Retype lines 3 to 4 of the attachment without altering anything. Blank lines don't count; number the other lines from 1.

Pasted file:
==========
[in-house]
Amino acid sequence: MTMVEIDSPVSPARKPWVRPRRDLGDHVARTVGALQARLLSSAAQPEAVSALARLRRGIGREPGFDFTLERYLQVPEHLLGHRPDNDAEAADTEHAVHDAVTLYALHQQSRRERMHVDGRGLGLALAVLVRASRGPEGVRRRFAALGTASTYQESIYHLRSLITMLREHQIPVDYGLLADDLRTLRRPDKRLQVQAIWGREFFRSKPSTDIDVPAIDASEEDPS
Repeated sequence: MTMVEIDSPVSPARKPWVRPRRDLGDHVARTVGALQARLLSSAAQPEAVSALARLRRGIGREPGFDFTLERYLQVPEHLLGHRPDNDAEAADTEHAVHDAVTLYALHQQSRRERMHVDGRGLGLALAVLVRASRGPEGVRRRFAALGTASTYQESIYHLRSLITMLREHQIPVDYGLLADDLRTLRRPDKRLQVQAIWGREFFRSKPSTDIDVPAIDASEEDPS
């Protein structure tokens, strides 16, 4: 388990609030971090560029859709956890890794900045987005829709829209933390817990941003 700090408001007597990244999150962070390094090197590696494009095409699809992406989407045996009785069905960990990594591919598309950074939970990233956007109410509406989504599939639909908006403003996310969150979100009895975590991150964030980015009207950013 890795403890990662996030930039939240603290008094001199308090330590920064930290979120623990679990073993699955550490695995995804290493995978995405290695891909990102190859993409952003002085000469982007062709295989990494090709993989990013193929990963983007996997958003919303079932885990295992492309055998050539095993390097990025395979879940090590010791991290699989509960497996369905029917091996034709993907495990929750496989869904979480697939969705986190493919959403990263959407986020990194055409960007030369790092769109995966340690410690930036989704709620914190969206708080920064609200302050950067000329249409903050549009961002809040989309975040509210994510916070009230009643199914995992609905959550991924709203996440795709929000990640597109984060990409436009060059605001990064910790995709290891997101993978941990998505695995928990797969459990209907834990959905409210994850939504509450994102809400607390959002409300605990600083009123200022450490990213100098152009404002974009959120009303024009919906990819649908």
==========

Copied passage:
Repeated sequence: MTMVEIDSPVSPARKPWVRPRRDLGDHVARTVGALQARLLSSAAQPEAVSALARLRRGIGREPGFDFTLERYLQVPEHLLGHRPDNDAEAADTEHAVHDAVTLYALHQQSRRERMHVDGRGLGLALAVLVRASRGPEGVRRRFAALGTASTYQESIYHLRSLITMLREHQIPVDYGLLADDLRTLRRPDKRLQVQAIWGREFFRSKPSTDIDVPAIDASEEDPS
């Protein structure tokens, strides 16, 4: 388990609030971090560029859709956890890794900045987005829709829209933390817990941003 700090408001007597990244999150962070390094090197590696494009095409699809992406989407045996009785069905960990990594591919598309950074939970990233956007109410509406989504599939639909908006403003996310969150979100009895975590991150964030980015009207950013 890795403890990662996030930039939240603290008094001199308090330590920064930290979120623990679990073993699955550490695995995804290493995978995405290695891909990102190859993409952003002085000469982007062709295989990494090709993989990013193929990963983007996997958003919303079932885990295992492309055998050539095993390097990025395979879940090590010791991290699989509960497996369905029917091996034709993907495990929750496989869904979480697939969705986190493919959403990263959407986020990194055409960007030369790092769109995966340690410690930036989704709620914190969206708080920064609200302050950067000329249409903050549009961002809040989309975040509210994510916070009230009643199914995992609905959550991924709203996440795709929000990640597109984060990409436009060059605001990064910790995709290891997101993978941990998505695995928990797969459990209907834990959905409210994850939504509450994102809400607390959002409300605990600083009123200022450490990213100098152009404002974009959120009303024009919906990819649908």